Basic science initiatives – that is, those scientific inquiries that aim to deepen our fundamental understanding of natural phenomena – are integral to the identity and mission of UC San Francisco. This fundamental research helps to propel the University’s work beyond present-day challenges to build a foundation of new knowledge for the future, however, financing this essential work remains difficult. While the National Institutes of Health funds basic science in the U.S., universities and scientists, including those in PhD programs, must compete for increasingly scarce opportunities. Non-governmental investments are uncommon because the benefits of basic-science breakthroughs are typically realized in decades rather than years.
Fortunately, over the course of its recent fundraising campaign, UCSF has now accrued a $100 million endowment for the UCSF Discovery Fellows Program, which supports basic science PhD students. It also secured a $25 million endowment to name the Sandler Program in Breakthrough Biomedical Research (PBBR), which finances bold scientific projects that challenge conventional wisdom and do not fit within the narrow constraints set by traditional grant makers. Most recently, the university received a $50 million bequest intention that will benefit both of these trailblazing initiatives. The bequest donor, a longtime supporter of both programs who wishes to remain anonymous, sees tremendous value in the efforts of graduate students and faculty members pursuing basic science pilot projects and wants to ensure the future of these initiatives.
“The Discovery Fellows Program and the Sandler Program are two of our flagship programs here at UCSF,” notes Keith Yamamoto, PhD, special adviser to the Chancellor for science policy and strategy and former faculty director of the Sandler Program. Yamamoto, who has worked closely with the donor, acknowledges the exceptional opportunities that will be afforded by this gift.
The Discovery Fellows Program and the Sandler Program are two of our flagship programs here at UCSF.
“When the bequest is realized, the funding will go to the programs’ areas of greatest need,” he says. “It is important to the donor that this gift provide the utmost flexibility. The prospect of such significant future support will continue to motivate our scientists and spur the kind of unique, invigorating research that is synonymous with our culture.”
The anonymous donor was particularly inspired by current COVID-19-related research funded through the Sandler Program. According to the Sandler Program’s current director, Joe DeRisi, PhD, the donor wanted to provide a ray of hope for the people working on the front lines and toiling in their labs to combat the virus.
“This person was inspired by our scientists hoping to make a difference in the lives of millions of people affected by this disease,” DeRisi says. “The Sandler Program enables researchers to approach long-standing, intractable problems from a new perspective while also allowing them to pivot in real-time to address things like COVID-19. I’m so pleased by the support for this hugely important work, and by the assurance that someone will be an advocate for their efforts long into the future.”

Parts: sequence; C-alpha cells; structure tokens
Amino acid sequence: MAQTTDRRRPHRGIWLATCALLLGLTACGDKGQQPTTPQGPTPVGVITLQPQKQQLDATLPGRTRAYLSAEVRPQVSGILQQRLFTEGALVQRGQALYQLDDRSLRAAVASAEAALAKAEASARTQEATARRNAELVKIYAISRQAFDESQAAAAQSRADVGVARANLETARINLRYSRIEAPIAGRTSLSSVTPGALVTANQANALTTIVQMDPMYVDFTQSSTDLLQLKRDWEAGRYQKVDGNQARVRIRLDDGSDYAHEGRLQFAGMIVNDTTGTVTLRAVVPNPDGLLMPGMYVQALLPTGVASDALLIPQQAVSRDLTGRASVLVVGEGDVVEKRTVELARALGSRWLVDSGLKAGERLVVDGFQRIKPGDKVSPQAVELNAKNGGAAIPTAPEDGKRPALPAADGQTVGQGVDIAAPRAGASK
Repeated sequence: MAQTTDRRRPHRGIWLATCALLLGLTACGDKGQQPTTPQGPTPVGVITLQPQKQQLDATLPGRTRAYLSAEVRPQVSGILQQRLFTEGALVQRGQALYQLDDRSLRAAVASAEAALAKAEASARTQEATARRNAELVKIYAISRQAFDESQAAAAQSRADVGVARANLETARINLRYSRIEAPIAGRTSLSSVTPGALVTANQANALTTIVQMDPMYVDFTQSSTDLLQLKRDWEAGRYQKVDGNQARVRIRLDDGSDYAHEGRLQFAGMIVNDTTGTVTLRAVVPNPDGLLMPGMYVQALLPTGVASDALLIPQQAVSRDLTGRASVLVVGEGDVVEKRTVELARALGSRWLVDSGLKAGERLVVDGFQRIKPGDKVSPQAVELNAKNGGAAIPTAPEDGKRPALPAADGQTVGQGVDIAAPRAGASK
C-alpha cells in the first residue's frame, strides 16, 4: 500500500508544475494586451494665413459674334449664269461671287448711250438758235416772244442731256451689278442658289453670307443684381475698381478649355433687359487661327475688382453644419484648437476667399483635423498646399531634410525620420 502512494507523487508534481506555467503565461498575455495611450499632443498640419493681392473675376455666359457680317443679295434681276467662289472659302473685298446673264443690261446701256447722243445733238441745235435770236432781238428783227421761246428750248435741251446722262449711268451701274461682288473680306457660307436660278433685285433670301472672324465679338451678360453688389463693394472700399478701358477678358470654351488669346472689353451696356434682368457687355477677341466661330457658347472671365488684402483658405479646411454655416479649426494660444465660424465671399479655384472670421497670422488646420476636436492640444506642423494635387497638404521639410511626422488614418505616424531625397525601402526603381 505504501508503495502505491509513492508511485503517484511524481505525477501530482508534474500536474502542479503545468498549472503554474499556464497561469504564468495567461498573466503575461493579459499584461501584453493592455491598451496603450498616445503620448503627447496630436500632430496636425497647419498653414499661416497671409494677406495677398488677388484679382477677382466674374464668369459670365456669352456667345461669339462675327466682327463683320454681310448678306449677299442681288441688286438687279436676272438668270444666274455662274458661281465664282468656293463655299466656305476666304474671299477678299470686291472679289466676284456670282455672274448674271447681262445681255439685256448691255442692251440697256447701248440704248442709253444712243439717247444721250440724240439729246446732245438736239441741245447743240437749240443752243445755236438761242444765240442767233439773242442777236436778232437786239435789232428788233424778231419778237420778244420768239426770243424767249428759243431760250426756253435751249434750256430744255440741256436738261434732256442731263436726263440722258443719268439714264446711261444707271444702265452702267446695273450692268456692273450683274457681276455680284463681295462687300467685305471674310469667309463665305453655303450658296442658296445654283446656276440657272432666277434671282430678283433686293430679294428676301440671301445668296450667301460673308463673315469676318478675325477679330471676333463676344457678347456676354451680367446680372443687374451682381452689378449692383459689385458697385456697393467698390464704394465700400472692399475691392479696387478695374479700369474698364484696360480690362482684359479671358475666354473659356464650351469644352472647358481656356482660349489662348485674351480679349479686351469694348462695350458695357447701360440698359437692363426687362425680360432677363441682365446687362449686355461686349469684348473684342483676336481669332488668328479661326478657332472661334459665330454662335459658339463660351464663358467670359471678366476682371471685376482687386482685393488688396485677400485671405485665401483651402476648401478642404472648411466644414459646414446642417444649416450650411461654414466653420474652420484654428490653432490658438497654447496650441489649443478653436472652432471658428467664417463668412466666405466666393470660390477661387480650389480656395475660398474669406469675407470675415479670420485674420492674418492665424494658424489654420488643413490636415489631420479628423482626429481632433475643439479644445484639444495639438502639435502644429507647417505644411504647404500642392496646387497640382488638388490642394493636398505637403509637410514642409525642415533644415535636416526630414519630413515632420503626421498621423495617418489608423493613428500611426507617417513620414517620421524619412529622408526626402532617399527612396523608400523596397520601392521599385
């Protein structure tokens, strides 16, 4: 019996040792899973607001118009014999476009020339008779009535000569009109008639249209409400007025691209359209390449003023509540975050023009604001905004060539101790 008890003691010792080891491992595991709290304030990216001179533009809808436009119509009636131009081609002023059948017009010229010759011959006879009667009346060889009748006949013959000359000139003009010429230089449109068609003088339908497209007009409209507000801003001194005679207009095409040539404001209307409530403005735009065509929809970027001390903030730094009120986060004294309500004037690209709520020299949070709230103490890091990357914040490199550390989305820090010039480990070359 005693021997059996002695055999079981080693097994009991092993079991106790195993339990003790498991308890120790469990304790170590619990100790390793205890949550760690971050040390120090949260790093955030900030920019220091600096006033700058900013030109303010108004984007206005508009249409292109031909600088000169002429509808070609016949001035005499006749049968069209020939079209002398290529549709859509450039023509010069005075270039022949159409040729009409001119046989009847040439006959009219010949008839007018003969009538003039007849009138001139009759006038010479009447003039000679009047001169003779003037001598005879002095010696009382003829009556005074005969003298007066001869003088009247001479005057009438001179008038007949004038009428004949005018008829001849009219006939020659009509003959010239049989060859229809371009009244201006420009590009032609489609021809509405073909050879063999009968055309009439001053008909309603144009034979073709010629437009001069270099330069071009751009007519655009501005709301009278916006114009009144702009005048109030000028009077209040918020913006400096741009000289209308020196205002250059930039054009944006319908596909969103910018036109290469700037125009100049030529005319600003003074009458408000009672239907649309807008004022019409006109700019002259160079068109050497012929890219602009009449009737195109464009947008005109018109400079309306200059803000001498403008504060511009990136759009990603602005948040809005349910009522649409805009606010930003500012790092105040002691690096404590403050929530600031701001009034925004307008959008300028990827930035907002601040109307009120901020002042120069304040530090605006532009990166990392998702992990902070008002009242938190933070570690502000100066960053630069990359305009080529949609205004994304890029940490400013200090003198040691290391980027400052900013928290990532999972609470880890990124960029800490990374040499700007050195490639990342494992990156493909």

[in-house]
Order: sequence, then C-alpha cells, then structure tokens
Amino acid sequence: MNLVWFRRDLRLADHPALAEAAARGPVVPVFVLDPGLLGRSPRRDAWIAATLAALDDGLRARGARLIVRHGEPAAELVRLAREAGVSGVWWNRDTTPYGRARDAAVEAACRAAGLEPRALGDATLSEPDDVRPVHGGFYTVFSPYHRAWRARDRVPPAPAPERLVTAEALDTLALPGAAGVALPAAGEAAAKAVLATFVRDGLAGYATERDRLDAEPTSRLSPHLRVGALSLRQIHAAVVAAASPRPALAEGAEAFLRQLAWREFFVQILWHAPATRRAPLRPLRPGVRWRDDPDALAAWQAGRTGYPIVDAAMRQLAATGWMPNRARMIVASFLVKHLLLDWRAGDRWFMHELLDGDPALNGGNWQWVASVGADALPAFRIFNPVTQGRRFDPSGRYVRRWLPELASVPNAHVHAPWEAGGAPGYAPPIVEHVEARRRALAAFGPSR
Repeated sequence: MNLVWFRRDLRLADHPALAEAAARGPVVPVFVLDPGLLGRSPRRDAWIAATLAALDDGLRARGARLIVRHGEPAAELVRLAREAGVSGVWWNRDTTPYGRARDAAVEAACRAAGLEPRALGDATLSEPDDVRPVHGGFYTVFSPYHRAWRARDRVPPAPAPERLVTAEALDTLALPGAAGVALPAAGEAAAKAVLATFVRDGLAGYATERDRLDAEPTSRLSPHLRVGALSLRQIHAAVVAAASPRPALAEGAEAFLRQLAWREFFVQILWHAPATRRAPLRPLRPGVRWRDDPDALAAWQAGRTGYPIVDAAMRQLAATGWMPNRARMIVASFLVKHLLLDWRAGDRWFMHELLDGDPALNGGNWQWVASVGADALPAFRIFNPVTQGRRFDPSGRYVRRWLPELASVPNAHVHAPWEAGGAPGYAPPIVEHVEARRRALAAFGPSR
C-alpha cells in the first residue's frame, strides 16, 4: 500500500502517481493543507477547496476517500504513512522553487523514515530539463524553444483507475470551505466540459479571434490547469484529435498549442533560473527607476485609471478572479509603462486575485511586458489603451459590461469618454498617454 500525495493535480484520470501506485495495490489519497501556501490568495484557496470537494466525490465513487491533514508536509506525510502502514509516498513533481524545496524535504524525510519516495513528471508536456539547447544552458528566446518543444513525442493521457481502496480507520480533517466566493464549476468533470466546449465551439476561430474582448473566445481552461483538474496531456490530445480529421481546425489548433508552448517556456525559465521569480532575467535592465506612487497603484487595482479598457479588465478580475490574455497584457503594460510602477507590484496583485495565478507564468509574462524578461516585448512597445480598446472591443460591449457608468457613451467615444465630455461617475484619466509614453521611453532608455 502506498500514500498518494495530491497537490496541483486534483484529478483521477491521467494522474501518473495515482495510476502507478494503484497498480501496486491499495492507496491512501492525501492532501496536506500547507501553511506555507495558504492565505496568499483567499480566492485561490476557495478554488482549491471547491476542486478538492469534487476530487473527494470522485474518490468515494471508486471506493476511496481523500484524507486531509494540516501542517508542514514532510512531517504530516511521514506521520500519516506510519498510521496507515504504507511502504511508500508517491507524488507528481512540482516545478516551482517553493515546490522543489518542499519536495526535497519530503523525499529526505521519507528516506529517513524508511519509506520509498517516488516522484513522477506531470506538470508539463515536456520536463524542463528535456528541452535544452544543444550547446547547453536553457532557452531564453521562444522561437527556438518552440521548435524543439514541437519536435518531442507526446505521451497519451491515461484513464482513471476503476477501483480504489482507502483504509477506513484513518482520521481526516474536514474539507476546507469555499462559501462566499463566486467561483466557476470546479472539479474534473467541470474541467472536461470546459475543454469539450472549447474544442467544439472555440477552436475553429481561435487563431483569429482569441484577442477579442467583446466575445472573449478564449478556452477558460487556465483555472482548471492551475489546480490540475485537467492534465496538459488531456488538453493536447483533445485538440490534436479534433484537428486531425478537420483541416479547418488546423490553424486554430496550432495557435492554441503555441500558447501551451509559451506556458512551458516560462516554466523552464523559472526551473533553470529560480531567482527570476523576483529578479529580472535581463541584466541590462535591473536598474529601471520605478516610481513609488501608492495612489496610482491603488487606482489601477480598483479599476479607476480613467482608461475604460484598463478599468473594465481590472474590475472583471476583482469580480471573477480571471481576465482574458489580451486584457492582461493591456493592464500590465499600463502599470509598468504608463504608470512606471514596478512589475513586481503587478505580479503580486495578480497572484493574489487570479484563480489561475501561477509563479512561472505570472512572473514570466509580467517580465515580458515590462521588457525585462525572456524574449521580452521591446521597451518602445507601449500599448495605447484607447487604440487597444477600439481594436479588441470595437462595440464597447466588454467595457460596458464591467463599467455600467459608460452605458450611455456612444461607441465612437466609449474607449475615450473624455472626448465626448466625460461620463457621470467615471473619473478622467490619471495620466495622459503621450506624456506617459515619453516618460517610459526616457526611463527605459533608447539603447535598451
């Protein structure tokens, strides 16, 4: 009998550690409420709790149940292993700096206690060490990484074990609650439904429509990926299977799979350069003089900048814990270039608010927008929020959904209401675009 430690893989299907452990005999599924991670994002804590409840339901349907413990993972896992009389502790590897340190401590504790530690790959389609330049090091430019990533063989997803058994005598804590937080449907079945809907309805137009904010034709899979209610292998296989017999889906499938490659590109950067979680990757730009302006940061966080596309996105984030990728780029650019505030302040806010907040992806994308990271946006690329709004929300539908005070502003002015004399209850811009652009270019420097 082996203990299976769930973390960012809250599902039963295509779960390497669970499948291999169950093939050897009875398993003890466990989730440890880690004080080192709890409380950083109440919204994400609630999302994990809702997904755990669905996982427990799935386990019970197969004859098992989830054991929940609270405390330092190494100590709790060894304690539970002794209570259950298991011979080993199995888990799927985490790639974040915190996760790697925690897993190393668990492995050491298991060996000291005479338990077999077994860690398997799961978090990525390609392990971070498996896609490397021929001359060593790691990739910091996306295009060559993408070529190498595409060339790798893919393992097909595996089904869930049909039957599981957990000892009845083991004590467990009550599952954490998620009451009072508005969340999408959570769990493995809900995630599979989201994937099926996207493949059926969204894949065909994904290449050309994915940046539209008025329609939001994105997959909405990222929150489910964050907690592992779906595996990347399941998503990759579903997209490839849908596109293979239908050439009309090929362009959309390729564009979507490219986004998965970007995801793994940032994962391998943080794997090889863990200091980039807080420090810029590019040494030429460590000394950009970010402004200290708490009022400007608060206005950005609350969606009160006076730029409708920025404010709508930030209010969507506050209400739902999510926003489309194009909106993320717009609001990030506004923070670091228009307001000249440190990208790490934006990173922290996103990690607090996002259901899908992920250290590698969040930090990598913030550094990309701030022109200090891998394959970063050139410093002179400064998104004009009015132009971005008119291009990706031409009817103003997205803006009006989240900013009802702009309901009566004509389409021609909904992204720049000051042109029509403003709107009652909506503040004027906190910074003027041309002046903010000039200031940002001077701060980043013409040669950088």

This same spirit of innovation animates the dozens of PhD students in the basic and biomedical sciences who are named as Discovery Fellows each year and who serve as ambassadors for basic science education. The Fellows – whose areas of expertise include fields such as biochemistry, cell biology, and neuroscience, among many others – are selected for their leadership potential, excellence in research, communications skills, and community-mindedness. Over the past eight years, the Discovery Fellows program has become the largest endowed program for PhD students in the history of the 10-campus University of California system, providing essential resources for students to expand their horizons and conduct lifesaving research.
“The Discovery Fellows are an impressive collection of brilliant young scientists, and we are grateful for this support for the future of the program,” says Elizabeth Silva, PhD, interim dean of the UCSF Graduate Division and vice chancellor of student academic affairs. “It is wonderful and gratifying to have the support of likeminded individuals who appreciate the enormous value of this type of education and research.”
The anonymous bequest intention comes on the heels of a $25 million gift from Sir Michael Moritz, KBE, and Harriet Heyman to endow the Sandler Program in Breakthrough Biomedical Research (Sandler Program). Moritz and Heyman also were the founding donors to the Discovery Fellows Program.
Ultimately these investments promise to revolutionize research and further existing work in UCSF’s already strong basic-science enterprise. “These gifts will make a huge difference to the future of science and research at UCSF,” Chancellor Sam Hawgood, MBBS, says. “They will help us to continue our history of relentlessly attacking problems, questioning assumptions, and shattering barriers to arrive at radical solutions. I am enormously proud of our community for inspiring people to support these scientists’ unconventional ideas, and of each of these donors for their faith in the future of our University. I look forward to seeing what more we can accomplish together.”
The University of California, San Francisco (UCSF) is exclusively focused on the health sciences and is dedicated to promoting health worldwide through advanced biomedical research, graduate-level education in the life sciences and health professions, and excellence in patient care. UCSF Health, which serves as UCSF’s primary academic medical center, includes top-ranked specialty hospitals and other clinical programs, and has affiliations throughout the Bay Area.